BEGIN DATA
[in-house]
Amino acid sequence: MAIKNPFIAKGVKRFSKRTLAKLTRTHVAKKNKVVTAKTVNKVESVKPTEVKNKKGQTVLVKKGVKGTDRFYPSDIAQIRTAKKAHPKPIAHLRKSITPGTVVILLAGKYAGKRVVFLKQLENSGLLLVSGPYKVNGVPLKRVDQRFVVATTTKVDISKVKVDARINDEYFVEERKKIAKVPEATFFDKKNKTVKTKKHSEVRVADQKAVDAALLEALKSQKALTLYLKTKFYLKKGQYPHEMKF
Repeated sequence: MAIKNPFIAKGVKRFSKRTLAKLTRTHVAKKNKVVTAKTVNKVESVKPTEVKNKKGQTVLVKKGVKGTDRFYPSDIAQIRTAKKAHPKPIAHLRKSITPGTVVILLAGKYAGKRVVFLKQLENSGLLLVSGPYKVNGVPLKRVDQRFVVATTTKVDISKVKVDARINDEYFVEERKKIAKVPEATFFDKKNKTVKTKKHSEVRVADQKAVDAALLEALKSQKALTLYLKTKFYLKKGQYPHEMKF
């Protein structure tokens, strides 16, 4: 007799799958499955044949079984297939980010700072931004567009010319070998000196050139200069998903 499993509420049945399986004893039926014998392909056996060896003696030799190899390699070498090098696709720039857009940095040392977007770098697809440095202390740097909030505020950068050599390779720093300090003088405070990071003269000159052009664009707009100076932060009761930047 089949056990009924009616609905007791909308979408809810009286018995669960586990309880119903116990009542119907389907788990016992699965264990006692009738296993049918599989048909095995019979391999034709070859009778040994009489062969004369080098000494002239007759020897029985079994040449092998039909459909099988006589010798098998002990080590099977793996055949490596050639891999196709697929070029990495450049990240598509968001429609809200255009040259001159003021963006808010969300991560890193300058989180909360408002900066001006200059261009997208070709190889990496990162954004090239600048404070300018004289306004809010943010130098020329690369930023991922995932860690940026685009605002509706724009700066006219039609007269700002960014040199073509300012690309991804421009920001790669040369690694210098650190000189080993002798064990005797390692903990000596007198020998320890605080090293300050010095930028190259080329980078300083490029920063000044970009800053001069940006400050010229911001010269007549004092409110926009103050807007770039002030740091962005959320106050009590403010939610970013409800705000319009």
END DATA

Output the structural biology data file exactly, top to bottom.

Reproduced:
[in-house]
Amino acid sequence: MAIKNPFIAKGVKRFSKRTLAKLTRTHVAKKNKVVTAKTVNKVESVKPTEVKNKKGQTVLVKKGVKGTDRFYPSDIAQIRTAKKAHPKPIAHLRKSITPGTVVILLAGKYAGKRVVFLKQLENSGLLLVSGPYKVNGVPLKRVDQRFVVATTTKVDISKVKVDARINDEYFVEERKKIAKVPEATFFDKKNKTVKTKKHSEVRVADQKAVDAALLEALKSQKALTLYLKTKFYLKKGQYPHEMKF
Repeated sequence: MAIKNPFIAKGVKRFSKRTLAKLTRTHVAKKNKVVTAKTVNKVESVKPTEVKNKKGQTVLVKKGVKGTDRFYPSDIAQIRTAKKAHPKPIAHLRKSITPGTVVILLAGKYAGKRVVFLKQLENSGLLLVSGPYKVNGVPLKRVDQRFVVATTTKVDISKVKVDARINDEYFVEERKKIAKVPEATFFDKKNKTVKTKKHSEVRVADQKAVDAALLEALKSQKALTLYLKTKFYLKKGQYPHEMKF
């Protein structure tokens, strides 16, 4: 007799799958499955044949079984297939980010700072931004567009010319070998000196050139200069998903 499993509420049945399986004893039926014998392909056996060896003696030799190899390699070498090098696709720039857009940095040392977007770098697809440095202390740097909030505020950068050599390779720093300090003088405070990071003269000159052009664009707009100076932060009761930047 089949056990009924009616609905007791909308979408809810009286018995669960586990309880119903116990009542119907389907788990016992699965264990006692009738296993049918599989048909095995019979391999034709070859009778040994009489062969004369080098000494002239007759020897029985079994040449092998039909459909099988006589010798098998002990080590099977793996055949490596050639891999196709697929070029990495450049990240598509968001429609809200255009040259001159003021963006808010969300991560890193300058989180909360408002900066001006200059261009997208070709190889990496990162954004090239600048404070300018004289306004809010943010130098020329690369930023991922995932860690940026685009605002509706724009700066006219039609007269700002960014040199073509300012690309991804421009920001790669040369690694210098650190000189080993002798064990005797390692903990000596007198020998320890605080090293300050010095930028190259080329980078300083490029920063000044970009800053001069940006400050010229911001010269007549004092409110926009103050807007770039002030740091962005959320106050009590403010939610970013409800705000319009």